For example for consumers, a big focus is upon family, basic needs, financial security, work from home, care for children and learn at home, among others.

“Most of you are doing that,” Ajit pointed out, adding that the implication of all this is everything has gone online. Entertainment and streaming media, online gaming and e-sports, restaurants and groceries are delivering their goods, education has gone online with studying and teaching from home.

SMBs are in survival mode, Ajit observed saying the pandemic has had the biggest impact upon SMBs because of their lack of cashflow. Many countries have put stimulus packages in place to help SMBs keep the lights on and be able to pay their employees, but they are only enough to help businesses get by.

Ajit observed that SMB are in a slightly different position and quite frankly at the most risk in terms of where they are in the whole situation because they are having challenges getting to work, having challenges accessing the things they need (to work), having challenges with customers coming to their physical shops.

And then there is the enterprise segment. This segment is trying to take care of their employees and customers.

First and foremost, they are thinking of preserving jobs and cash. building up reserves to tide over in the long term, managing expenses down, and even continuing operations with remote employees.

Online – offline

 What the pandemic has done is drive the digital agenda very forcefully.  It’s driving it at home, at work, and in education.

No matter who you read or talk to, the macro trends basically say that the e-commerce aspect, the e-business aspect, the online aspect of everything that we are doing is going to increase.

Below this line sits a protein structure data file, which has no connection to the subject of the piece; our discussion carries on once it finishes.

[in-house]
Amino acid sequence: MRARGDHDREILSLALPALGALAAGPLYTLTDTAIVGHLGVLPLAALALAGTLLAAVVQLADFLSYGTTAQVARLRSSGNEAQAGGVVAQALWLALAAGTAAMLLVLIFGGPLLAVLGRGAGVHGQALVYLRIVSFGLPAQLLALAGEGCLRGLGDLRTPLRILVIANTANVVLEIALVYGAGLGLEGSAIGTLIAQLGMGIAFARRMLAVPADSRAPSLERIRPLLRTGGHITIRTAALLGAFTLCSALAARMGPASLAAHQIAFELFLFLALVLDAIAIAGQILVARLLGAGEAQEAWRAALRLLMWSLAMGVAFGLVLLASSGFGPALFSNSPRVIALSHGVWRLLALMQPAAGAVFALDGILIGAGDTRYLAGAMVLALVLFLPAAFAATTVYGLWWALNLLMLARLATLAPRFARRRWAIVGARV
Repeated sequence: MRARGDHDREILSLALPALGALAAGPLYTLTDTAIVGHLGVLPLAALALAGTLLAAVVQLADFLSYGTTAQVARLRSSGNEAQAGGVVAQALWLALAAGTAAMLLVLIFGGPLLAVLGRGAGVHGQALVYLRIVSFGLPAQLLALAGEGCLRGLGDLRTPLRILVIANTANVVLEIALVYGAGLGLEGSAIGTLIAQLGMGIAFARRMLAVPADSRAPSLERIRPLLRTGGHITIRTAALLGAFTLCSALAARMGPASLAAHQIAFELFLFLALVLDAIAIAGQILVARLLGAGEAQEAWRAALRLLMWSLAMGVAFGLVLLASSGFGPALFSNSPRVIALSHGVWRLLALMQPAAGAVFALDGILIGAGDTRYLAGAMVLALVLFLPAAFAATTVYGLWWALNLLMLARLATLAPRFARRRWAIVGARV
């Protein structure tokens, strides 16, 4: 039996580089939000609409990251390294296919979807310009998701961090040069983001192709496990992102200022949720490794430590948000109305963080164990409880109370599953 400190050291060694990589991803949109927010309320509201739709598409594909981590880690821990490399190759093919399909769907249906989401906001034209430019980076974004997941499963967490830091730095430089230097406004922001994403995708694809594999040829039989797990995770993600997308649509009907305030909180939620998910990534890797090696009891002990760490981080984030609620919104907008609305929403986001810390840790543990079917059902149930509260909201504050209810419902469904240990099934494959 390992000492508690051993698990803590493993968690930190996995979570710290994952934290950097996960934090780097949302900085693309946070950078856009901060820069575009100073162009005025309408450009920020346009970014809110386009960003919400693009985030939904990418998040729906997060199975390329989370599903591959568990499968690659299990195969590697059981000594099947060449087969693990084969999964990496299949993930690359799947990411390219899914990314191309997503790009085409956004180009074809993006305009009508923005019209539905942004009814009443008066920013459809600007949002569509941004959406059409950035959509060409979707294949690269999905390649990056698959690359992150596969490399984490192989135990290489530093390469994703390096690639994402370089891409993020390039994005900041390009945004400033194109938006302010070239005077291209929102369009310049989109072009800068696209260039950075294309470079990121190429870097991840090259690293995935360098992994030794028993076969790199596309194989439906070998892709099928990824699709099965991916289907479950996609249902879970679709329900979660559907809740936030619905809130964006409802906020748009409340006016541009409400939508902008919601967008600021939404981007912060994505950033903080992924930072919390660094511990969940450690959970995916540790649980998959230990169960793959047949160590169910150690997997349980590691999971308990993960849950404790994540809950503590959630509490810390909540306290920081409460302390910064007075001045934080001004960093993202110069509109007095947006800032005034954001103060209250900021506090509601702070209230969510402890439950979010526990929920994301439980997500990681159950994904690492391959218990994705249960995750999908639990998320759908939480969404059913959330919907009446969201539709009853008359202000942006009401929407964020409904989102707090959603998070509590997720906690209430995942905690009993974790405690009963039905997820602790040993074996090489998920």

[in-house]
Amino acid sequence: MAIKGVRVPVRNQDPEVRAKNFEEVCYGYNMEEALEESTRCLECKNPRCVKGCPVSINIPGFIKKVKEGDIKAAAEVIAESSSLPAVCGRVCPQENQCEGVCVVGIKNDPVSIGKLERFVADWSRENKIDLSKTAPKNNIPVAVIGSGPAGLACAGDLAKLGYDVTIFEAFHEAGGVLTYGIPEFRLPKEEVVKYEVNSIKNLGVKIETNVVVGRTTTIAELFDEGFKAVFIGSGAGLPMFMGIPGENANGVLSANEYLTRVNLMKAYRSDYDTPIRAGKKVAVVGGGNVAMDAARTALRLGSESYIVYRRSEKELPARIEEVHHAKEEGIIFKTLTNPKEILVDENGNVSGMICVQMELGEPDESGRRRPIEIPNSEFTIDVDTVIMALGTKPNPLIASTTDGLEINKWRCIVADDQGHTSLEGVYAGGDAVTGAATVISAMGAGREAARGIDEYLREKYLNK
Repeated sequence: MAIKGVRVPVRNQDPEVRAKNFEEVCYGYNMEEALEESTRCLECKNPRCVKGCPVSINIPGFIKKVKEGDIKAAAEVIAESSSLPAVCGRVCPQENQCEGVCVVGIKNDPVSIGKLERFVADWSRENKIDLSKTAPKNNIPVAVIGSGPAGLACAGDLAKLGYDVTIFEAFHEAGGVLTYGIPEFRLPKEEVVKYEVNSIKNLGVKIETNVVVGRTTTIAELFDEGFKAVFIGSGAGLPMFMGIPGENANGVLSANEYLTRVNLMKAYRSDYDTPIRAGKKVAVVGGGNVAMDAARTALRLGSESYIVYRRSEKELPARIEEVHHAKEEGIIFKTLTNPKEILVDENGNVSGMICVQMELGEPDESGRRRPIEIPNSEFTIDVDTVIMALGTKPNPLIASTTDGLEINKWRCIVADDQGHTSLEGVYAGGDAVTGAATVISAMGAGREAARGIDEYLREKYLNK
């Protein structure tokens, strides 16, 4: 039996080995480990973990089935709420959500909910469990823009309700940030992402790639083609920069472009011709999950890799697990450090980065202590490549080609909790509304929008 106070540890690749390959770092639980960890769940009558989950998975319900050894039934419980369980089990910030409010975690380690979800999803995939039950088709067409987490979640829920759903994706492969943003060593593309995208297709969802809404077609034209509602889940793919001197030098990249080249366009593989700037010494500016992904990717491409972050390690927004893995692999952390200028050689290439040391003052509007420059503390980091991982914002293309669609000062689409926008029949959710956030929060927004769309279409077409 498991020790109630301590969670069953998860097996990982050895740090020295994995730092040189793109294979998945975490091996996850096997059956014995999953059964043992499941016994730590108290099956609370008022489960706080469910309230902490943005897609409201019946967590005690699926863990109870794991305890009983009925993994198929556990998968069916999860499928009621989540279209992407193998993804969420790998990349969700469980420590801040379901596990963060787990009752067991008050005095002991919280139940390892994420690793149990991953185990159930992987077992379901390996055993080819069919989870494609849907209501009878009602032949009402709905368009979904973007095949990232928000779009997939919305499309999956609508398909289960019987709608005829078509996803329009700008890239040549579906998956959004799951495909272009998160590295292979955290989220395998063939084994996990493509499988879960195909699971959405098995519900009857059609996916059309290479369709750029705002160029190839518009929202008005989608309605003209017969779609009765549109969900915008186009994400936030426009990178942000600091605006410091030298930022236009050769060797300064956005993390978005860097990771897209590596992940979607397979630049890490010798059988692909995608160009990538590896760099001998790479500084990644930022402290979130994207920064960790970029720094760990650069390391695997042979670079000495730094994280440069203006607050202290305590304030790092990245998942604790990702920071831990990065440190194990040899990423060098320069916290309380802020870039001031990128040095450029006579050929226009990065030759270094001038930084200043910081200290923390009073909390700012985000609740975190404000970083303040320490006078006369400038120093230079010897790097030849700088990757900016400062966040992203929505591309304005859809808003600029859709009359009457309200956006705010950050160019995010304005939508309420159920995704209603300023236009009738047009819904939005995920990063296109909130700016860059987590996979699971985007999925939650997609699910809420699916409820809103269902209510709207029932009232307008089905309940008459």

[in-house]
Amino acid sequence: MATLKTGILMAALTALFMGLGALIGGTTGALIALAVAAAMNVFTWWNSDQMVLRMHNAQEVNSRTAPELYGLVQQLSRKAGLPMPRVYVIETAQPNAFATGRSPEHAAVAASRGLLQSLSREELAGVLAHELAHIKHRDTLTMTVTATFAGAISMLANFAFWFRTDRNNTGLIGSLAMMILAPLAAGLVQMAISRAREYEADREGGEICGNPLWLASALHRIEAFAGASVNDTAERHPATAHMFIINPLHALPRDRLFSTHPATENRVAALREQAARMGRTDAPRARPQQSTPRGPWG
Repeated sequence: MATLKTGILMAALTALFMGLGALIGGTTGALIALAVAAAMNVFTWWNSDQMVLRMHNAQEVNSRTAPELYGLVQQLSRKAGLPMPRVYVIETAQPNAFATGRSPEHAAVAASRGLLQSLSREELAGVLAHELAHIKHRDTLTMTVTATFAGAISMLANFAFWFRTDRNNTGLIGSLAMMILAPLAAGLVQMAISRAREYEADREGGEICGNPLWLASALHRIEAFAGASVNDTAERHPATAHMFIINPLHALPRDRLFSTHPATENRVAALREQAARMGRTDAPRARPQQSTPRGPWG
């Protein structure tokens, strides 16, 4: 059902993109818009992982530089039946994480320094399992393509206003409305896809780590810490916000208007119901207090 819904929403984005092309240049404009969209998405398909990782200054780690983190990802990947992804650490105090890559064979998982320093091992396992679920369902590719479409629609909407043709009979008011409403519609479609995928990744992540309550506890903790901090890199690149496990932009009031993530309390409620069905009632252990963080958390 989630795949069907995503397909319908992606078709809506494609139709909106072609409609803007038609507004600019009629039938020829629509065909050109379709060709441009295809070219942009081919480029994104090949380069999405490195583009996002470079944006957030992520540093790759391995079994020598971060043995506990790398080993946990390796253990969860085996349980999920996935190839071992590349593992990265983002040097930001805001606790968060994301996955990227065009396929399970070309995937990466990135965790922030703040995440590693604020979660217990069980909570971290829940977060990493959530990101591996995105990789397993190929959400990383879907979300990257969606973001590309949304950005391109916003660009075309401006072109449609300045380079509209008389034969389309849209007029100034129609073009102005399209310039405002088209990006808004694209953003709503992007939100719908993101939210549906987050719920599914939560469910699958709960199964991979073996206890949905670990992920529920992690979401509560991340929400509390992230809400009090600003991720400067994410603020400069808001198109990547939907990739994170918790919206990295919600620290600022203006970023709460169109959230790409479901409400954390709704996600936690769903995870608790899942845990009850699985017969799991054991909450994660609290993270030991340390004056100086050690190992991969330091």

Whether it’s about sales, the ability for people to go to work, trying to teach or to learn, whetehr it’s about business models that affects SMB that want to get back on track but have to do it from a very different standpoint

Many companies have been trying to drive digital transformation for a long time with very little success. Suddenly people are realising that it has become existential, in the sense that without DX they are not only going to be left behind, but they may face the prospect of not being relevant, Ajit said.

“I think what companies have not been able to do for the past some years because of funding, because of lack of clarity on what’s needed; all that (digital) agenda is getting accelerated because of this one pandemic.”

How is Lenovo coping

When the pandemic happened and countries went into lockdown, a majority of office workers were sent home to work. But some work functions remained tricky in terms of the infrastructure required to be able to carry out tasks.

The call centre function is one of these, and Ajit shared call centres had seen impact in terms of staff readiness in handling calls remotely.

When asked, he told EITN, “Things are gradually coming back to full efficiency but lack of sustained bandwidth and infrastructure on par with formal work places has been challenging for call centre staff.”

For example in some cases, extending VPN and other capabilities needed for call routing and management, has been challenging.

“But IT teams have stepped up efforts to help drive needed upgrades and changes to ensure staff has the necessary tools and solutions to handle these challenges.”

On the plus side, Lenovo has successfully launched a Zoom- based consultative selling model for their small and medium customers in Japan, and that is doing well.

In conclusion, Ajit said, “We are seeing significant expansion of similar innovative ideas to help manage the ‘new normal.”